Former Crimewatch presenter Jacqui Hames tells the Leveson inquiry the News of the World was involved in an attempt to "subvert" a murder investigation.

Jacqui Hames arrives at the Leveson Inquiry

The former Scotland Yard detective fought back tears as she claimed she had been put under surveillance by the newspaper because of its links to suspects in a notorious murder case.

The inquiry into press standards was told that she and ex-husband Dave Cook, who was also a former Metropolitan Police detective, had been followed by private investigators.

Ms Hames said this followed an appeal Mr Cook had made on Crimewatch in 2002 asking for information about the 1987 murder of private investigator Daniel Morgan.

She alleged that Mr Morgan's firm, Southern Investigations, whose members included suspects in the killing, had "close links" to senior News of the World news editor Alex Marunchak.

'Subvert'

She said in a statement to the inquiry: "I believe that the real reason for the News of the World placing us under surveillance was that suspects in the Daniel Morgan murder inquiry were using their association with a powerful and well-resourced newspaper to try to intimidate us and so attempt to subvert the investigation.

"These events left me distressed, anxious and needing counselling, and contributed to the breakdown of my marriage to David in 2010. Given the impact of these events, I would like to know why the police did not investigate why we came to be placed under surveillance by a newspaper like this."

Shortly after the Crimewatch appeal, police colleagues are said to have informed Mr Cook he was being targeted by journalists at the News of the World.

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Affair

When Mr Cook met the News of the World's then editor Rebekah Brooks she suggested the surveillance was carried out because the tabloid suspected that they were having an affair with each other.

But Ms Hames told the inquiry that this was "absolutely pathetic" because she and Mr Cook were well known as a couple within the force and had appeared in Hello magazine together.

'Very painful'

Ms Hames told Channel 4 News in July 2011 that she felt "hunted" by private investigators alleged to be working for the News of the World.

At the time she said she was "convinced" that her confidential police personnel file was sold to private investigator Mulcaire, who worked for the News of the World.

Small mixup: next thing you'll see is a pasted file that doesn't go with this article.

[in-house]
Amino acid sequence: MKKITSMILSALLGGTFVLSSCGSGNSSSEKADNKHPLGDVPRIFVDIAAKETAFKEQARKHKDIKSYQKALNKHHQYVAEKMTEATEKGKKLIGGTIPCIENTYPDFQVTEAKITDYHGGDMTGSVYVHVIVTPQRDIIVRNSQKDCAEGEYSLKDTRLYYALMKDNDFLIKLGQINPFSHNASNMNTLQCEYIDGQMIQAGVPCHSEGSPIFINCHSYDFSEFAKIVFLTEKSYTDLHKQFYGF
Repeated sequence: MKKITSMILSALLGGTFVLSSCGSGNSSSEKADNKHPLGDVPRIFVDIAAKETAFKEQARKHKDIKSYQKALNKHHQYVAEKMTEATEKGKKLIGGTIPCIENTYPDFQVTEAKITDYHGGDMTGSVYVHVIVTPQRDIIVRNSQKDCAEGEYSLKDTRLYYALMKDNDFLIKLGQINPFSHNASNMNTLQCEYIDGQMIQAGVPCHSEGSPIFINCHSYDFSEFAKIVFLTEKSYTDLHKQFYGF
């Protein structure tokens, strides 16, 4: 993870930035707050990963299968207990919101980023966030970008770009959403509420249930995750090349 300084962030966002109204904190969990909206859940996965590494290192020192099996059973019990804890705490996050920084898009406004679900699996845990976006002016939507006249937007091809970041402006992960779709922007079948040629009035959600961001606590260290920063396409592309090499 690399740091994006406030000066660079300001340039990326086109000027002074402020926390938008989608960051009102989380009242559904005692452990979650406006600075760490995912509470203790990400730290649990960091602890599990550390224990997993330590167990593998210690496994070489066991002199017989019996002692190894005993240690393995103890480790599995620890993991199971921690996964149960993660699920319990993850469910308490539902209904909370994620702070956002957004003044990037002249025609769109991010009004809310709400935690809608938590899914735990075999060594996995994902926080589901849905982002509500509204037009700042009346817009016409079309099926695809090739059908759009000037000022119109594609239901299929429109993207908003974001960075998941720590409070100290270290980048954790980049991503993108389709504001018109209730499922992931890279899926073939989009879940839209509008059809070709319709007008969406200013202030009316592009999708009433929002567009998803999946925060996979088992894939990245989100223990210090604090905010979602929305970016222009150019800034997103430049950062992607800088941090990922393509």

Ms Hames told the inquiry she was "extremely proud" to have served in the Metropolitan Police. But she was overcome by emotion as she added: "When someone in your family or the police service has sold you down the line it is very hurtful, very painful."

The other witness who appeared this morning was Liberal Democrat deputy leader Simon Hughes, who in his evidence claimed that he was aware of at least three other journalists who were giving Mulcaire orders.

Joanna Yeates' murder

Another witness was Christopher Jeffries who sued a number of tabloid newspapers for libellous allegations made while he was being questioned in connection with Bristol landscape architect Joanna Yeates' murder. He was released without charge and Vincent Tabak was later convicted of the murder.

The latest round of evidence follows the appearance on Monday of the police officer leading the investigation into alleged illicit payments by the Sun.

Deputy Assistant Commissioner (DAC) Sue Akers said payments had been made to officials in "all areas of public life" and sometimes amounted to tens of thousands of pounds.

Meanwhile, it has emerged that Scotland Yard chiefs loaned a police horse to Ms Brooks. The force has confirmed that the former News International chief executive "fostered" the animal after it retired from active service.

She paid for food and vet bills until it was rehoused with a police officer in 2010 - months before fresh investigations into illegal activities at the News of the World.

A Metropolitan Police spokesman said Ms Brooks, a riding enthusiast, was first given permission to take charge of the horse in 2008.

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